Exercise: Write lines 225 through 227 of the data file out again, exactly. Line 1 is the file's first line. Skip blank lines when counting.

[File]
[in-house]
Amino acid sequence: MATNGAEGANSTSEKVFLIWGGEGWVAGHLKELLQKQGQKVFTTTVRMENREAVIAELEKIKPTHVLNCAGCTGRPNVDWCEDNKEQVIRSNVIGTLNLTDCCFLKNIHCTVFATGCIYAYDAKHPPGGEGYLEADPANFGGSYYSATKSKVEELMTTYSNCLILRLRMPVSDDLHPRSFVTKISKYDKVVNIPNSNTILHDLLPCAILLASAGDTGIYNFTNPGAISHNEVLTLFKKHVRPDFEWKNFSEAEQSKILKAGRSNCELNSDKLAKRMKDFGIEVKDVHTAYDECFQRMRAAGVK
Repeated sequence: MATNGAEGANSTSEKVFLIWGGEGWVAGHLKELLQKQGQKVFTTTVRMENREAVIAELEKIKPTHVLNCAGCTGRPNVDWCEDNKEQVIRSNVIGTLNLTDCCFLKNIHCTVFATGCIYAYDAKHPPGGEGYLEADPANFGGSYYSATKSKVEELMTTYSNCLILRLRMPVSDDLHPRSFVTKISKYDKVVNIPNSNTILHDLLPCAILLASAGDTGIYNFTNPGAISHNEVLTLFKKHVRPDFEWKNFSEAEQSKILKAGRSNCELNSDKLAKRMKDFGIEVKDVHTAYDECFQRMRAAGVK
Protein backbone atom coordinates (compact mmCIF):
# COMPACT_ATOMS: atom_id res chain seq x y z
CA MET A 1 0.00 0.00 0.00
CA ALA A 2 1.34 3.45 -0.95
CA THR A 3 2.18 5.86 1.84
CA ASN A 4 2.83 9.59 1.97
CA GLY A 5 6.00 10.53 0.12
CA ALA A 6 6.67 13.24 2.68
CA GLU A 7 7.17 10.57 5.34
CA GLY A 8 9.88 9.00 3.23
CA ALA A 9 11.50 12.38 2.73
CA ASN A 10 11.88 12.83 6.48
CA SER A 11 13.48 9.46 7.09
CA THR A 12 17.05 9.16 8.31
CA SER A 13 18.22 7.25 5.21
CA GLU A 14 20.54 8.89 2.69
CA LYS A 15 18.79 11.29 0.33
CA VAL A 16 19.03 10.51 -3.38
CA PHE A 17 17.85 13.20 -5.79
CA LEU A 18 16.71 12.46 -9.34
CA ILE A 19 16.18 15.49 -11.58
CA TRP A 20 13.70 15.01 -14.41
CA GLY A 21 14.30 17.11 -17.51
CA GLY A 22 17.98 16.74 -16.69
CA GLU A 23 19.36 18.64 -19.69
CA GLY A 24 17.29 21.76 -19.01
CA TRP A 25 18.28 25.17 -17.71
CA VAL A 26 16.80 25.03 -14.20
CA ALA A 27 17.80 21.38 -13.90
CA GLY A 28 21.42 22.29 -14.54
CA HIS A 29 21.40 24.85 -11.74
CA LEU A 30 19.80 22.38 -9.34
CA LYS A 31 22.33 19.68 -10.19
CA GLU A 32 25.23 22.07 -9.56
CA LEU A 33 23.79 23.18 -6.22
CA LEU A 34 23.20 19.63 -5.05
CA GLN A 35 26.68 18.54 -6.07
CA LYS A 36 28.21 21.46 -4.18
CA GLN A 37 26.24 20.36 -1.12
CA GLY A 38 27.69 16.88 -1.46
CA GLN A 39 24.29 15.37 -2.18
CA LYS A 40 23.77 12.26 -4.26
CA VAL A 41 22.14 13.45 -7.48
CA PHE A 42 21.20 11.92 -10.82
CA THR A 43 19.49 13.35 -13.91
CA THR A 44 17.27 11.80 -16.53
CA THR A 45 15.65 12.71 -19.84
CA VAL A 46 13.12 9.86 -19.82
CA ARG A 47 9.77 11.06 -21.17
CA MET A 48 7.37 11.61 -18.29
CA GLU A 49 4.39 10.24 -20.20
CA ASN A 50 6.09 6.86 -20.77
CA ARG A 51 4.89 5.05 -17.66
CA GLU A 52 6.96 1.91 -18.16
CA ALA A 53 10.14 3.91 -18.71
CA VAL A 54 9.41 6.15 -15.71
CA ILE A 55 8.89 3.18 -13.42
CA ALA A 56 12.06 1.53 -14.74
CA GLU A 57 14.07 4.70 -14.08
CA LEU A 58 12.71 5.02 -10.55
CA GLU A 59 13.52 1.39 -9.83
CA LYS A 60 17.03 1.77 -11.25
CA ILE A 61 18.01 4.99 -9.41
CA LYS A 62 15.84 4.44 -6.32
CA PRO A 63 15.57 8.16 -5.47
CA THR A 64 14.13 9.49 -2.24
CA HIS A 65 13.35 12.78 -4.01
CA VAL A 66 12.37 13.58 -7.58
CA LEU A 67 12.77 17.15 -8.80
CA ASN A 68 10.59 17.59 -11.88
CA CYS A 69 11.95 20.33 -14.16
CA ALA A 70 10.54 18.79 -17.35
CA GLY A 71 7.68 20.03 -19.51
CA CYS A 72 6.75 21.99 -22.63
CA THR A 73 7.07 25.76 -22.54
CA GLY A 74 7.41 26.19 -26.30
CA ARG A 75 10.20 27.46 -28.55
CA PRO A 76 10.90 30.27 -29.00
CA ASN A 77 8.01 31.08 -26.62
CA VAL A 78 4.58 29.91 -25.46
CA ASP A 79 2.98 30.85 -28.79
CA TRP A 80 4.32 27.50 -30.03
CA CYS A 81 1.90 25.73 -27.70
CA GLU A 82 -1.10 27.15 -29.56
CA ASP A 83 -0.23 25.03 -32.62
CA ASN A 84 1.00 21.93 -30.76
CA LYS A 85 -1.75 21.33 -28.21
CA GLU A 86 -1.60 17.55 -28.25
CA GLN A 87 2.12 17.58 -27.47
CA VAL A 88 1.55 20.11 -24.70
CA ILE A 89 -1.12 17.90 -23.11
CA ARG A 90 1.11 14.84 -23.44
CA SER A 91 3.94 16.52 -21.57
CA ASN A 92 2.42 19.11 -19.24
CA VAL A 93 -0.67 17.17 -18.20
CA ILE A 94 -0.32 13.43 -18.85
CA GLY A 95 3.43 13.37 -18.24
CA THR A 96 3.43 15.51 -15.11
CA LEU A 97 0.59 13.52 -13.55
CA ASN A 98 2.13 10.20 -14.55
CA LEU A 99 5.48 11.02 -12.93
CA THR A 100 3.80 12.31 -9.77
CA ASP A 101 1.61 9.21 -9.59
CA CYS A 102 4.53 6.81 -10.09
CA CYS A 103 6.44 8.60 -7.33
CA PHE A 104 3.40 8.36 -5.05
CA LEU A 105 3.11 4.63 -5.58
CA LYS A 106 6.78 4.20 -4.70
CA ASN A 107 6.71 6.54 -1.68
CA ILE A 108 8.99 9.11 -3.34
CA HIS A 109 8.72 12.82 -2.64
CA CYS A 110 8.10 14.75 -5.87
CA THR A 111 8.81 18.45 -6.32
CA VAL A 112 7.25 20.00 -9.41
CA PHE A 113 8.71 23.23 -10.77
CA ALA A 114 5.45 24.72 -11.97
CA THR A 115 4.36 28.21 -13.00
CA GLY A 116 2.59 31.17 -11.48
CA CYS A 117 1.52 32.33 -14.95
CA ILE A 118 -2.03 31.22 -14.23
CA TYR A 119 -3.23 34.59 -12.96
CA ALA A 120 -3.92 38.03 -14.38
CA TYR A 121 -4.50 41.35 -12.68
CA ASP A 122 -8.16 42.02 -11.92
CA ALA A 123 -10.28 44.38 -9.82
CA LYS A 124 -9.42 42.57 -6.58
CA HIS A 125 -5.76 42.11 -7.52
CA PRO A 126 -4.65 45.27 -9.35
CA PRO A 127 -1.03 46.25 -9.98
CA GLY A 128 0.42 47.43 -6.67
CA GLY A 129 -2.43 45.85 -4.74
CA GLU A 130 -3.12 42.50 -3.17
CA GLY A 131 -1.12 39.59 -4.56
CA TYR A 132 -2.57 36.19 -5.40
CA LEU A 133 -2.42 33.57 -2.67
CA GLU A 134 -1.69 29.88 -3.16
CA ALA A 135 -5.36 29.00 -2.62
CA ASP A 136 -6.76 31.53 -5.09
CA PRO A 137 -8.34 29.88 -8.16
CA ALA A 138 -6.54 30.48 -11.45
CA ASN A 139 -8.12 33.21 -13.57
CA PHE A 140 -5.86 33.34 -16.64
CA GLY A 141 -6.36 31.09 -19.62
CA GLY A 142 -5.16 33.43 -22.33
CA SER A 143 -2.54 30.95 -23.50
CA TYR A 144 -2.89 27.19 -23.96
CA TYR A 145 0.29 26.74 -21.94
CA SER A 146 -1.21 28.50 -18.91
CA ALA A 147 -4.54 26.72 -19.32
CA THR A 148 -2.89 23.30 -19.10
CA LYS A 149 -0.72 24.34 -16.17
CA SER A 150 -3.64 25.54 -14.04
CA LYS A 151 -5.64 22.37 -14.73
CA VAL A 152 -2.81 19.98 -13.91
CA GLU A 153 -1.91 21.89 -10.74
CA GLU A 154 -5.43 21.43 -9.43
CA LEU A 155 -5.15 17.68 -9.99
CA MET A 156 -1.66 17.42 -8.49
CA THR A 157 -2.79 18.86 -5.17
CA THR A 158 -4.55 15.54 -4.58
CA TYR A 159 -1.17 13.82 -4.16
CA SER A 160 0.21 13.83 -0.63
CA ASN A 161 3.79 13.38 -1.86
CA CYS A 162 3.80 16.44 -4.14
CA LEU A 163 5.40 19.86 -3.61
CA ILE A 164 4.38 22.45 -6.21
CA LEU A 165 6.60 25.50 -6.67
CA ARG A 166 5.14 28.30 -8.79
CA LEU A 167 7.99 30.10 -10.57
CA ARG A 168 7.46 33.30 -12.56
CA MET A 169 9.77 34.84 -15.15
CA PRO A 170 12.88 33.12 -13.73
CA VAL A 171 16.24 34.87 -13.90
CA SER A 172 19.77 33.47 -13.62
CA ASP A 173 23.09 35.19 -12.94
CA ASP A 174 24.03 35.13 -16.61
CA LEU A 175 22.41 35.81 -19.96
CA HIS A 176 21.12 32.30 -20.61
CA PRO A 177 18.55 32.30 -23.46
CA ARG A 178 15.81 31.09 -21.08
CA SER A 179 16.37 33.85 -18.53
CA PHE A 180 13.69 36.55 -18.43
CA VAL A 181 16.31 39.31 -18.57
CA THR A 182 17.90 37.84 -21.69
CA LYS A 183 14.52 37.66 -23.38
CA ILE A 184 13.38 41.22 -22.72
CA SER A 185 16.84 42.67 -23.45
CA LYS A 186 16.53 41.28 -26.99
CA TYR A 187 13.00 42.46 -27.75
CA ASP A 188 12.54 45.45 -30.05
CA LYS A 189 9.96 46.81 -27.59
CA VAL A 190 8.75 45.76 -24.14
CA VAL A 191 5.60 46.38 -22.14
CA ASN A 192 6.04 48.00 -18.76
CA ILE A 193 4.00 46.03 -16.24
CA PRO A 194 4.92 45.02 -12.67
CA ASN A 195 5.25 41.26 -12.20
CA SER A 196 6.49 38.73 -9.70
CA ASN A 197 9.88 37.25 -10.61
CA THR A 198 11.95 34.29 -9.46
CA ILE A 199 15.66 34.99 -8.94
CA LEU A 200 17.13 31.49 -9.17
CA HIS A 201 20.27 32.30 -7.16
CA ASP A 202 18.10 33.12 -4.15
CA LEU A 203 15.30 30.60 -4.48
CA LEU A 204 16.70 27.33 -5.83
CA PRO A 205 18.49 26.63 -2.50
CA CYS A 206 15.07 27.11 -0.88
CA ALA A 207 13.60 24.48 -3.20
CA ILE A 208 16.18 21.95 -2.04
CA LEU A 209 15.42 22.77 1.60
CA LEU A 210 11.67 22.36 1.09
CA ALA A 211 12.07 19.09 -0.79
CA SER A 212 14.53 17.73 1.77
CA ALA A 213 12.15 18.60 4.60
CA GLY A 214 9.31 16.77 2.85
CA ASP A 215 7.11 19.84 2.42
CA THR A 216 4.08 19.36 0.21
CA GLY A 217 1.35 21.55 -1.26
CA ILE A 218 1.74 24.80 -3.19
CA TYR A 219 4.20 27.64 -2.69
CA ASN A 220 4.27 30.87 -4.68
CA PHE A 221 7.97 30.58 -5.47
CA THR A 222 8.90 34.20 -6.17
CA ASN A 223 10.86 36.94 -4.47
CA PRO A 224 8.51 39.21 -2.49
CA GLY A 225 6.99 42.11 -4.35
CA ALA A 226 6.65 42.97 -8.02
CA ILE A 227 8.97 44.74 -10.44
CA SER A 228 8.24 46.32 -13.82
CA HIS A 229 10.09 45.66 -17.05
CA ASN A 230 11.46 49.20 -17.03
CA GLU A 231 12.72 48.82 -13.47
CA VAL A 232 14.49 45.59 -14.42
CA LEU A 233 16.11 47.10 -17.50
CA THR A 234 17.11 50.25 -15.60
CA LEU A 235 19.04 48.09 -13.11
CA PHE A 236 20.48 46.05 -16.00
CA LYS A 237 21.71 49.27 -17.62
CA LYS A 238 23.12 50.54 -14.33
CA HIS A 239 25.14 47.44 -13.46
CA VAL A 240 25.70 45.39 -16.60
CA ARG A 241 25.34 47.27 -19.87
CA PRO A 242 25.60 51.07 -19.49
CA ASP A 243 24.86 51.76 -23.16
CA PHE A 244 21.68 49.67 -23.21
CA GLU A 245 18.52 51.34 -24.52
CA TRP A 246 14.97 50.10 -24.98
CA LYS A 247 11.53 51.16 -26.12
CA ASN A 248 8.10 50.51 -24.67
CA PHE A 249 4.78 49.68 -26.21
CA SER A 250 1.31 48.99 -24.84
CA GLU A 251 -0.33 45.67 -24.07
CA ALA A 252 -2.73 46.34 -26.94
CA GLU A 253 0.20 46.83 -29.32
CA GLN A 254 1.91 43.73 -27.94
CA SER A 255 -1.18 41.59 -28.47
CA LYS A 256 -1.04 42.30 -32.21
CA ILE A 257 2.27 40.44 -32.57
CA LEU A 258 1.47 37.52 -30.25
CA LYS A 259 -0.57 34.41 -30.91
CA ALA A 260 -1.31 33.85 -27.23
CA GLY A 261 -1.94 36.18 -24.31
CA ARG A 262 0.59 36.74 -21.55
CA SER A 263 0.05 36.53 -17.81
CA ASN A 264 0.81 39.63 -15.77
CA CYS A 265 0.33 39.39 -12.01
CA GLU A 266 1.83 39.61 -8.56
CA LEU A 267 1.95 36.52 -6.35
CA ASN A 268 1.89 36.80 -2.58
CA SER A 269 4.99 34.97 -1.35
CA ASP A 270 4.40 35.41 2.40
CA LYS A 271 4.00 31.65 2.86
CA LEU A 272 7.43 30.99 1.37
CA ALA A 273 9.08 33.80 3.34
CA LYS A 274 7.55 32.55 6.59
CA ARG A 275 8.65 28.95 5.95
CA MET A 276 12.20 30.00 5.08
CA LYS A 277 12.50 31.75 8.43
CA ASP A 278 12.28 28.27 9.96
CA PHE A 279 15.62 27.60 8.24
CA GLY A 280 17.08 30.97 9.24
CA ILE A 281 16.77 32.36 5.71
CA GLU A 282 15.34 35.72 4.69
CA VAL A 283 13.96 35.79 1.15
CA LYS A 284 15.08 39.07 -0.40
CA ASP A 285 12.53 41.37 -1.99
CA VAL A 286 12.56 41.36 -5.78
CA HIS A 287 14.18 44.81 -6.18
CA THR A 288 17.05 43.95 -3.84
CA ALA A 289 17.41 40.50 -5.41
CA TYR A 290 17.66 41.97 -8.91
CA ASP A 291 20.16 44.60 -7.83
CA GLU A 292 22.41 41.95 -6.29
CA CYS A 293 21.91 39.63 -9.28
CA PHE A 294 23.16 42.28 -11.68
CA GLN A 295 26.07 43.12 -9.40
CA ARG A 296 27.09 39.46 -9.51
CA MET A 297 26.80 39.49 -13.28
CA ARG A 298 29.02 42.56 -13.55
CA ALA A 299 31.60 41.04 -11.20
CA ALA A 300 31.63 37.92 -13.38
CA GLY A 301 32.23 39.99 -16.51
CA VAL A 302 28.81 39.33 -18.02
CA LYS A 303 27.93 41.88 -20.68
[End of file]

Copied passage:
CA ASN A 220 4.27 30.87 -4.68
CA PHE A 221 7.97 30.58 -5.47
CA THR A 222 8.90 34.20 -6.17